Saturday, April 2, 2011

The Medicaid card: a useless piece of plastic?

Quotation of the Day from "Today's Headlines," an e-newsletter from the New York Times:
"My Medicaid card is useless for me right now. It's a useless piece of plastic. I can't find an orthopedic surgeon or a pain management doctor who will accept Medicaid."
--NICOLE R. DARDEAU, a nurse in Opelousas, La.,
who needs surgery for herniated discs in her neck.
I found this especially interesting since just yesterday I learned that the highest-salaried doctors in the United States are orthopedic surgeons who specialize in the spine.

The problem is not limited to orthopods, of course. As the linked article by Robert Pear, "Cuts Leave Patients with Medicaid Cards, but No Specialists to See," points out, physicians across the board are turning away patients enrolled in the Medicaid program, which is supposed to assure health care to our poorest citizens.

To compound the problem, as states cut Medicaid payment rates for doctors - 20 states did so last year, 16 more states propose doing so in 2011 - people are swarming onto the Medicaid rolls. "Medicaid will soon be the nation’s largest insurer," Pear writes. "It accounts for almost half of the increase in coverage expected under Mr. Obama’s health law."

It's easy to throw blame around for our country's health-care problems: we've been doing it for years, to no appreciable effect. Democrats blame Republicans for doing nothing, and Republicans blame Democrats for doing the wrong thing. Consumers blame greedy doctors, hospitals, insurance companies, and pharmaceutical companies. Doctors blame greedy lawyers, the high cost of medical education, and inadequate reimbursement.

Hold your blame, folks, no matter how certain you are of your opinions. Blame could justifiably be attached to any or all of the above. The underlying problem, though, is neither greed nor bad law nor a broken system.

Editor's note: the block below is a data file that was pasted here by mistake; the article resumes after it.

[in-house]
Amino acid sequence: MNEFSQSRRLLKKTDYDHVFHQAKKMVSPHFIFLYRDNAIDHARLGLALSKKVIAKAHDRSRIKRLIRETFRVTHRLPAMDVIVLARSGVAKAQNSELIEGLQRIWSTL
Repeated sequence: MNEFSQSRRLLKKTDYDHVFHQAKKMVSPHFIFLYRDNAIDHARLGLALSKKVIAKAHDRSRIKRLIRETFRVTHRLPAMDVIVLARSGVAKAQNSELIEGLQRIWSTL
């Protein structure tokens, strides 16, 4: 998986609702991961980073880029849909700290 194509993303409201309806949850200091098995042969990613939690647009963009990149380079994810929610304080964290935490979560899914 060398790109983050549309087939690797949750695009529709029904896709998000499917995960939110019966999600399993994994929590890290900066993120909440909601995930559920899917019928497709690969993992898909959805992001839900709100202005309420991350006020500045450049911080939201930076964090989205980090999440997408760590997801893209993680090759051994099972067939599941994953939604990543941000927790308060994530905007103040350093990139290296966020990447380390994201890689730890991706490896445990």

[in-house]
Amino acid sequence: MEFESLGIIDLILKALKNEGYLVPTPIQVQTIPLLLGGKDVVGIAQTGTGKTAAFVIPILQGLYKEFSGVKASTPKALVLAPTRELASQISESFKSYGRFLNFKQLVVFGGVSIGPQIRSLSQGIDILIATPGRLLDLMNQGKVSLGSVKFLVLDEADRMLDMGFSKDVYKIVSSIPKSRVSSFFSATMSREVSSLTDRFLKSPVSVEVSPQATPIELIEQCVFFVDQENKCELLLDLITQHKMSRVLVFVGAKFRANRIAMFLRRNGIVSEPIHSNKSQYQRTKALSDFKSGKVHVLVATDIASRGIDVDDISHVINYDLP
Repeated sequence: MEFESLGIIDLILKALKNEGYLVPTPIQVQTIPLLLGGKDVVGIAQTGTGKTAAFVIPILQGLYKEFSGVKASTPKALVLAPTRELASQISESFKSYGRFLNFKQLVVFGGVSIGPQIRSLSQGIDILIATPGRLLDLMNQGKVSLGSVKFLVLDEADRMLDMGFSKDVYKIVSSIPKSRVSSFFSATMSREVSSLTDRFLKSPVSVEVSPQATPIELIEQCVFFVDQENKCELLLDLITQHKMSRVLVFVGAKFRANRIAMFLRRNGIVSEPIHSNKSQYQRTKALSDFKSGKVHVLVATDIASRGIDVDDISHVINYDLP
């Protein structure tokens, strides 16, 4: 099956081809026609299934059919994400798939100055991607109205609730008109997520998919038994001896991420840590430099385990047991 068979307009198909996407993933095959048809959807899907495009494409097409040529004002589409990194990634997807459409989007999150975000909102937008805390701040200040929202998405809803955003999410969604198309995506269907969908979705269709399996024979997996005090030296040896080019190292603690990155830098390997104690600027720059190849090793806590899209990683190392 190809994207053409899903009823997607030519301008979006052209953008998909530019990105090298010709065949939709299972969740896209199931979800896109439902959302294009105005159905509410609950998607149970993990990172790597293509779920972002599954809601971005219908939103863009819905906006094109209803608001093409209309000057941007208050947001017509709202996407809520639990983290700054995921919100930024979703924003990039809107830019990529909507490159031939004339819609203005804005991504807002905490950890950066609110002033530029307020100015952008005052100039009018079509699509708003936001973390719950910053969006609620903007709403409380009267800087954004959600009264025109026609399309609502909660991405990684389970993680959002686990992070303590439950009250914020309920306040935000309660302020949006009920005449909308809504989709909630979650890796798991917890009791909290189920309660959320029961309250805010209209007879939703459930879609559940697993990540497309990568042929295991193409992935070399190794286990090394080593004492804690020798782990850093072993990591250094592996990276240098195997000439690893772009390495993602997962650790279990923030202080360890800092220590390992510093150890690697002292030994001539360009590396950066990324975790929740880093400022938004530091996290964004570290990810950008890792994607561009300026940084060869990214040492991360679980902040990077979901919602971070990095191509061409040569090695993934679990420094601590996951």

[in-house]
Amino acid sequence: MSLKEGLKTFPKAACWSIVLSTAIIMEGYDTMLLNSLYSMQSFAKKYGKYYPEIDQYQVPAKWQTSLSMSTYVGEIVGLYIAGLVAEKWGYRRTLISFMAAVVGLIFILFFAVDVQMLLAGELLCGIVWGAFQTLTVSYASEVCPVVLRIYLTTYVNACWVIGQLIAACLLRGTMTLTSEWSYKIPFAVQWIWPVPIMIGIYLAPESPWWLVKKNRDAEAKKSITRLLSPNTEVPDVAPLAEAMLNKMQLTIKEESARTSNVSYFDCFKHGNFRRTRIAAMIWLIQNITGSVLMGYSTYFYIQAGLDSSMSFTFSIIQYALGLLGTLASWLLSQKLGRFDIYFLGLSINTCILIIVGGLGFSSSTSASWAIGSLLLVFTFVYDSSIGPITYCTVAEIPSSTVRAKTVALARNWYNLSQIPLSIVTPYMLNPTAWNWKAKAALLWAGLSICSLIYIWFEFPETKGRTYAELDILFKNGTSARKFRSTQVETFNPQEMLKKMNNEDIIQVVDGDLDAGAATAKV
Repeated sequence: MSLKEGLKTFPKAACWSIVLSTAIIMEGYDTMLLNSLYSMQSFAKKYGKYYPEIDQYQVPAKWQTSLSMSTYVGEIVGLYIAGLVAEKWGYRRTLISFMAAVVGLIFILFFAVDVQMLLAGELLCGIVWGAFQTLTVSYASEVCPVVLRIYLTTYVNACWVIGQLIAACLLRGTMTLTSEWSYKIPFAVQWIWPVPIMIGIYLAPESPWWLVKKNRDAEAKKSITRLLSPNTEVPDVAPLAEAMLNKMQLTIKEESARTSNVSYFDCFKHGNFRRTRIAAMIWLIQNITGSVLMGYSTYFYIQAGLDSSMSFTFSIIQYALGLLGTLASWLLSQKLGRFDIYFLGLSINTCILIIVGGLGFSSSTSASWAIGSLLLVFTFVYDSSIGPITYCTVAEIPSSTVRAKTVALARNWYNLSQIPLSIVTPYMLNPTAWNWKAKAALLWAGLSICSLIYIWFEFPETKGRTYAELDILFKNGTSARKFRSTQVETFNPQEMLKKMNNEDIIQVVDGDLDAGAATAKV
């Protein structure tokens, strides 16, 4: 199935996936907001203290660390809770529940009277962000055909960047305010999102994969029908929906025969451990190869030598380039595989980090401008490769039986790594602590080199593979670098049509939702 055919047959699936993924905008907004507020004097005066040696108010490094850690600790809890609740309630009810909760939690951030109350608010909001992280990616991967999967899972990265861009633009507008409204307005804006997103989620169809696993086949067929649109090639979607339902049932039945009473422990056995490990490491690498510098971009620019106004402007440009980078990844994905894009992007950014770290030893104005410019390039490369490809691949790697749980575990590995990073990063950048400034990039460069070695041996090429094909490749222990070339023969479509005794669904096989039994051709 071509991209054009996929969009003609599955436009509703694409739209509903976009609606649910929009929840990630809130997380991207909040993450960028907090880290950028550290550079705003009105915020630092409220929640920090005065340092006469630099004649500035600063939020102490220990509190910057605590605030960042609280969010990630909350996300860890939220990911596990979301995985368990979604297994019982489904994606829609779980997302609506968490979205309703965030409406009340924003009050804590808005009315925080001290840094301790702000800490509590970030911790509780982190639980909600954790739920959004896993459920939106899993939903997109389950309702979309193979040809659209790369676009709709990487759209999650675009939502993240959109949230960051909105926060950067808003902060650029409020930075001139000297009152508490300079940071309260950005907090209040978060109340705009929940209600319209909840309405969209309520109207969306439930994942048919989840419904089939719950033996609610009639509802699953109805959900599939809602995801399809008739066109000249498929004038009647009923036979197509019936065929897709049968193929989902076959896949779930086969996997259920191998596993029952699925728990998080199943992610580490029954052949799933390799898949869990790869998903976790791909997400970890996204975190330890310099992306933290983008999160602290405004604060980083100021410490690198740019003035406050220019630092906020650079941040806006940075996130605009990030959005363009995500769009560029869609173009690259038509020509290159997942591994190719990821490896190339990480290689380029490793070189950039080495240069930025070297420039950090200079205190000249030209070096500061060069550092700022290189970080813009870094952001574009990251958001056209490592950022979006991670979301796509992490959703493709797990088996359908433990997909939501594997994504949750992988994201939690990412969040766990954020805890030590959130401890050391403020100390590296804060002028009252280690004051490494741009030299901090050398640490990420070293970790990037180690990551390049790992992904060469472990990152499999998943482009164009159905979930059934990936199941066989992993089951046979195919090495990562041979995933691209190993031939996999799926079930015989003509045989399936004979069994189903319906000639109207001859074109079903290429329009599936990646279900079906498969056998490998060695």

The underlying problem is that the United States, unlike all other developed nations, has no system at all. Nor do we have the non-system of a genuinely free market with open pricing, vigorous competition, and informed consumers. And until we get some sort of unified approach to health care, prices will continue to rise, accessibility will continue to fall, and Americans will continue to die younger than we need to.

At last count, people of 27 other nations live longer than we do. All 27 pay considerably less per capita for health care.


greg metzger said...

I comety agree with the systemic nature of the problem, and I won't blame a particular party, but I will blame an ideology--extreme libertarian--whcih makes even the identification of a systemic problem/solution an ideological sin. Until this ideology is confronted by us all, and paricularly by Christians, we will be incapable of acting.

Anonymous said...

I agree with you and Greg Metzger. It is a shame that the greatest Nation in the world cannot provide health care for all of our people, especially children. Who is to blame. The system I guess. I am 73, and rely on my Medicaid Card for my health needs, but I am healthy, have a great exercise program, and eat healthy. I try to live a healthy life, and rely on my God to sustain me. I hope to live and serve Him for at least 20 more years, but hope that my Medicaid Card will still be useful. I live close to the greatest medical centers in the Nation, UNC, and Duke. Richard Peterson

Jason said...

I think you make a good point, although I suspect we'd disagree over the right solution (as i'd be in favour of a much more genuinely free market approach).

It is worth nothing though, that as a proxy for the quality of health care the average life expectancy is a misleading statistic. Lots of things kill people that have nothing at all to do with the quality of health care and there are much better and more direct measures that can be used.

Try something like 5 year cancer survival rates or something if you want a direct measure of the effecivness of a healthcare system.


LaVonne Neff said...

Yes, Jason, life expectancy can be misleading, but our lagging life expectancy conforms to our lagging results in quite a few other areas. As for 5-year cancer survival, that can be even more misleading than life expectancy. Check out this article in the JAMA, for example ( It concludes, "changes in 5-year survival over time bear little relationship to changes in cancer mortality. Instead, they appear primarily related to changing patterns of diagnosis."